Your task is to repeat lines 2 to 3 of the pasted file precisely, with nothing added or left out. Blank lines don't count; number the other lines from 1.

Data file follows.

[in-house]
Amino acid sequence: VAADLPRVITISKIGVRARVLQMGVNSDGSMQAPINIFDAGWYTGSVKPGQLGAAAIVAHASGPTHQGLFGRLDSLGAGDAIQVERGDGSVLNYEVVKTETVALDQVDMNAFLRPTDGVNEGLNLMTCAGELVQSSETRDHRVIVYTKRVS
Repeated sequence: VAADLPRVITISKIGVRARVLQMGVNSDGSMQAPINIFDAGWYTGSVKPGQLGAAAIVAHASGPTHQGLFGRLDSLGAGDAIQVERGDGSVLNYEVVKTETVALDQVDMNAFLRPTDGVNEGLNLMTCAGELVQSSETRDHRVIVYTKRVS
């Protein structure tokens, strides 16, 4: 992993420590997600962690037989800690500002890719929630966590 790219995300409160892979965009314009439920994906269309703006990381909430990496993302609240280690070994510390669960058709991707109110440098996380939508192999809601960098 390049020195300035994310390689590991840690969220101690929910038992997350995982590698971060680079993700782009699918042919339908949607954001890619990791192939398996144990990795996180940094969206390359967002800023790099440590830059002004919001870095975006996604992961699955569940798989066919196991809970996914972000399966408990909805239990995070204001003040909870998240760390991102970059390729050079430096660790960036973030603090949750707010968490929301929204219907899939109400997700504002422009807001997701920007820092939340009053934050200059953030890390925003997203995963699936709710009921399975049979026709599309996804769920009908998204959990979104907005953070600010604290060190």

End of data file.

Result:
Amino acid sequence: VAADLPRVITISKIGVRARVLQMGVNSDGSMQAPINIFDAGWYTGSVKPGQLGAAAIVAHASGPTHQGLFGRLDSLGAGDAIQVERGDGSVLNYEVVKTETVALDQVDMNAFLRPTDGVNEGLNLMTCAGELVQSSETRDHRVIVYTKRVS
Repeated sequence: VAADLPRVITISKIGVRARVLQMGVNSDGSMQAPINIFDAGWYTGSVKPGQLGAAAIVAHASGPTHQGLFGRLDSLGAGDAIQVERGDGSVLNYEVVKTETVALDQVDMNAFLRPTDGVNEGLNLMTCAGELVQSSETRDHRVIVYTKRVS